📉 Lyft lost $911 million in 2018, but in its first quarter as a public company it reported a quarterly loss of $1.1 billion. Profitability is much farther away than Lyft made it seem. Did it it push losses forward to make its public filing look better?
Transit and trains
🇦🇺 Australian Labor, set to win the May 18 election, committed A$1 billion to begin buying the land corridor for high-speed rail between Melbourne, Sydney, and Brisbane. It also pledged A$10 billion for Melbourne’s suburban rail loop.
🇶🇦 Doha, Qatar began partial operation of its Metro Red Line. It plans to open 37 stations and two more lines—Green and Gold—by 2020, and a Blue line by 2026.
🚧 “Across all levels of public transportation investment, from high-speed rail down to routine track upgrades, we see inexpensive, efficient projects in the Nordic countries.”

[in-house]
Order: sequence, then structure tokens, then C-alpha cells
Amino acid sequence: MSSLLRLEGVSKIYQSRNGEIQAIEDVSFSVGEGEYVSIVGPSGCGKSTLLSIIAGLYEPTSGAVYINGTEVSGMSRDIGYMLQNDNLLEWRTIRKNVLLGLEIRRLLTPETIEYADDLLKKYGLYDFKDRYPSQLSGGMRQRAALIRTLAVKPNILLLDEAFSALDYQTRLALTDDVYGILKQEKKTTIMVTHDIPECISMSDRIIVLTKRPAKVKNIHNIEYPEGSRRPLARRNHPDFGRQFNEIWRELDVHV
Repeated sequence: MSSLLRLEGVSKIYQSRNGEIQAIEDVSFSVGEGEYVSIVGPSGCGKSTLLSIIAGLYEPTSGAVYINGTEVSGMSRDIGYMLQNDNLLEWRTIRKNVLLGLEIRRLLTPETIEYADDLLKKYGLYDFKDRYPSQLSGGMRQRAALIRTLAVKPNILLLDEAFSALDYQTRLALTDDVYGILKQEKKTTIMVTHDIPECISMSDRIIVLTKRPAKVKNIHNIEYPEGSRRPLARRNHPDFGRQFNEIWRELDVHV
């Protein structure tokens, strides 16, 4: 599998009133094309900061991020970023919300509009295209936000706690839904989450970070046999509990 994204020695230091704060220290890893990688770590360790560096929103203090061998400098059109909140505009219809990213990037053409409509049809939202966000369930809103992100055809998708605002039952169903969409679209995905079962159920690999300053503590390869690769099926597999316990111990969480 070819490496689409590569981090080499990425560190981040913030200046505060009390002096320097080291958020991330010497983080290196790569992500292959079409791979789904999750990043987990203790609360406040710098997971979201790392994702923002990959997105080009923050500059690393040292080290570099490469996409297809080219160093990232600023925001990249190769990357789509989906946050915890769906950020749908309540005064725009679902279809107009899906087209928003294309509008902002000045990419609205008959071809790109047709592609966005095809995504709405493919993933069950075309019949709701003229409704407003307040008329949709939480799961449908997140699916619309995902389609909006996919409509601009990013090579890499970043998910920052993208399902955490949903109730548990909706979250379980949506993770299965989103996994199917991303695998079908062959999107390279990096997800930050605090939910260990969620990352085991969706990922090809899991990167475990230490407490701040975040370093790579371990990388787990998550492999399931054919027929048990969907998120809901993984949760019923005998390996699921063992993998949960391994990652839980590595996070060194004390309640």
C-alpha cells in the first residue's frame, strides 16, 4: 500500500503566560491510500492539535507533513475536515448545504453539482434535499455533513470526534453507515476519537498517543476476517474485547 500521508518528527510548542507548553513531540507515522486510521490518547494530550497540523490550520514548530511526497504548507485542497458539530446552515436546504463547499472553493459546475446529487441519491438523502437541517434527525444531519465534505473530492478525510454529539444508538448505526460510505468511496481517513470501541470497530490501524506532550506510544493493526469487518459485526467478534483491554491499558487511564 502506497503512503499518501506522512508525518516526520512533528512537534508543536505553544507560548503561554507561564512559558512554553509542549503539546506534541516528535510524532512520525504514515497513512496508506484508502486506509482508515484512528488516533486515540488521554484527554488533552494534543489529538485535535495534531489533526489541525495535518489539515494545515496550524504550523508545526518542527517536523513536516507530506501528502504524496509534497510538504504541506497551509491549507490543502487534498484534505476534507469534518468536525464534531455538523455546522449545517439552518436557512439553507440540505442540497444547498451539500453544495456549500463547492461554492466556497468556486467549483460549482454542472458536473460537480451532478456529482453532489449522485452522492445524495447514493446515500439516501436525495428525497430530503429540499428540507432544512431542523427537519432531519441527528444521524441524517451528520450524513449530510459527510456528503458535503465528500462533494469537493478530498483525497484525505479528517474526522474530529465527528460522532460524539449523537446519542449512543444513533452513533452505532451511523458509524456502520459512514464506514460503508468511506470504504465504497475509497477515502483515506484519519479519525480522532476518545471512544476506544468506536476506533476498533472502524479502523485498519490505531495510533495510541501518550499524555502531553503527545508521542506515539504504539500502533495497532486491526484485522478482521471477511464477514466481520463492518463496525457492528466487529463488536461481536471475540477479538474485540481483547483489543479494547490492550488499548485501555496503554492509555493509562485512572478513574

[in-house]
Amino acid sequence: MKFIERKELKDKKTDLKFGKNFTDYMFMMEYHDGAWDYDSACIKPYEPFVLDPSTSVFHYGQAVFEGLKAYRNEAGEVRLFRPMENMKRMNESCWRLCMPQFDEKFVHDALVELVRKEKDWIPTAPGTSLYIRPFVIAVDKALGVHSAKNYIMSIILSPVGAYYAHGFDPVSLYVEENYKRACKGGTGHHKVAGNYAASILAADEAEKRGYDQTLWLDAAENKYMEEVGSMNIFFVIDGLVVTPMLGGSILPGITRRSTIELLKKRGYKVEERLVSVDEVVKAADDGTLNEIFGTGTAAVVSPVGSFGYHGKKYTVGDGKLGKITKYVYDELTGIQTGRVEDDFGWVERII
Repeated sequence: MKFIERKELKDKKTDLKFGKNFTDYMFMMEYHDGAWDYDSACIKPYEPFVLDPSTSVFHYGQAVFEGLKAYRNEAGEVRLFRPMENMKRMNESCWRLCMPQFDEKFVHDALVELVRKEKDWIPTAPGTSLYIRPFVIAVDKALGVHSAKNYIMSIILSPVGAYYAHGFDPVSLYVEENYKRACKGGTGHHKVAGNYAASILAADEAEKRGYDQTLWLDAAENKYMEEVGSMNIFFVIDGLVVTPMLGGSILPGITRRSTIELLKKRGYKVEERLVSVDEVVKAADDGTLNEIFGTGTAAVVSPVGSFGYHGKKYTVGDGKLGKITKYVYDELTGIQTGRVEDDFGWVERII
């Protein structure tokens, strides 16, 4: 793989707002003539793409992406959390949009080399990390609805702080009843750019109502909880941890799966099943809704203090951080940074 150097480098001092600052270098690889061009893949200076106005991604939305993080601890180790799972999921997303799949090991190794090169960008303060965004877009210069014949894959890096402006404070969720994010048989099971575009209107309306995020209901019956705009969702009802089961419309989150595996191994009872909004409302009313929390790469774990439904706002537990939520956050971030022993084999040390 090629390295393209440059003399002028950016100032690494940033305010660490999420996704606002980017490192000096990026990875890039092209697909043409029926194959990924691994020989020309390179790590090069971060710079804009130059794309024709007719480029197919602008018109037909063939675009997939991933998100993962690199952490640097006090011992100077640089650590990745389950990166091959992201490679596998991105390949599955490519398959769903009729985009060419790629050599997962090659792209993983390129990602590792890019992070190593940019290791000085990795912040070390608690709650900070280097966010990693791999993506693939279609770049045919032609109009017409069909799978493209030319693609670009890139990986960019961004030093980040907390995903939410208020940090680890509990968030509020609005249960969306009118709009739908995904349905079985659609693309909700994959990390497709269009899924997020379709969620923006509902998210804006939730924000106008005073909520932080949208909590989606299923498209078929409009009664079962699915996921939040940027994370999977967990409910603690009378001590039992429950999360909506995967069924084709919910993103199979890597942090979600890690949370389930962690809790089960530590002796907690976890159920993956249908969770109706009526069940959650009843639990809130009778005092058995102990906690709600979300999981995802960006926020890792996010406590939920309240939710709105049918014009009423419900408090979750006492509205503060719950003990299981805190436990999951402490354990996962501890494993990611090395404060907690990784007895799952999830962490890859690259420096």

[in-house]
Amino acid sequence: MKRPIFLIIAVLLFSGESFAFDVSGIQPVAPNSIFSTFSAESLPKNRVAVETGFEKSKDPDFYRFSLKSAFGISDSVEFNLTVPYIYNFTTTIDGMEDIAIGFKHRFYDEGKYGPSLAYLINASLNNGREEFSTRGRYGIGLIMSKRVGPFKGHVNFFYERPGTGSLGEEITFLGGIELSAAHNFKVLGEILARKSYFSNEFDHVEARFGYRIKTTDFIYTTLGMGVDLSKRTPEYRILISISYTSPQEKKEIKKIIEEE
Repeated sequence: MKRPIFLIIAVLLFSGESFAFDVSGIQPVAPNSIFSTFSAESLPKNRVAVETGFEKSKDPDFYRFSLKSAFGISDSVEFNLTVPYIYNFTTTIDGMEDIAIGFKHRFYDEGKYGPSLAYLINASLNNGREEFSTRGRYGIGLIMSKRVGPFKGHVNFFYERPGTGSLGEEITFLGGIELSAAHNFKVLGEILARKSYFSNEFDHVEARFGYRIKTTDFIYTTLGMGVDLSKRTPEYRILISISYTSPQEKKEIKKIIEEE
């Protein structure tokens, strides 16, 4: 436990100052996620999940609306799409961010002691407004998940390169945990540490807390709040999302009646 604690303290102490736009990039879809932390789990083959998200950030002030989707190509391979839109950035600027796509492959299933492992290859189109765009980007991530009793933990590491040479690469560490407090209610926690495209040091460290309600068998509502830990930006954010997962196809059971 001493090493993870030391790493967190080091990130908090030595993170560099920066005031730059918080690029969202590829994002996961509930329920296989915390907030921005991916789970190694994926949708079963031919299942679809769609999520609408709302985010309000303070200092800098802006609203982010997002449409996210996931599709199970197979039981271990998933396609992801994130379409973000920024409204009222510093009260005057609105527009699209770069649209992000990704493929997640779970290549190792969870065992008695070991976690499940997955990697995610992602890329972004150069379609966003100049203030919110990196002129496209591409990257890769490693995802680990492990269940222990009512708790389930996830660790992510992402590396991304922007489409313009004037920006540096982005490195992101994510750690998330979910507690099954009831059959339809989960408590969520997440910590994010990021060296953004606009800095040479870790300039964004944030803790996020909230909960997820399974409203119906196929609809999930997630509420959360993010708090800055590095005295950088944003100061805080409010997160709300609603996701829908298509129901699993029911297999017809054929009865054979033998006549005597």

🇰🇵 Pyongyang recently upgraded its subway cars and trollybuses. Its trams cost a mere 5 won (one-sixteenth of a cent) but its system is among the most crowded in the world.
🇯🇵 Japan’s new bullet train is the fastest yet, going up to 400 km/h (249 mph)
Bikes and scooters
🛴 Bird is rolling out new scooters, but an analysis by LA Times finds their lifespan is even shorter than the ones they’re replacing
🧓🏻 E-bikes are growing in popularity among seniors in the United States, allowing them to keep active and healthier longer. They could even alleviate symptoms of diseases like Alzheimer’s and Parkinson’s.
🚴♀️ Great Twitter thread explains how bicycles gave women in the late 1800s more freedom, but also led men to call them “bicycle face,” similar to today’s slut-shaming
🇫🇷 France will ban e-scooters from sidewalks starting in September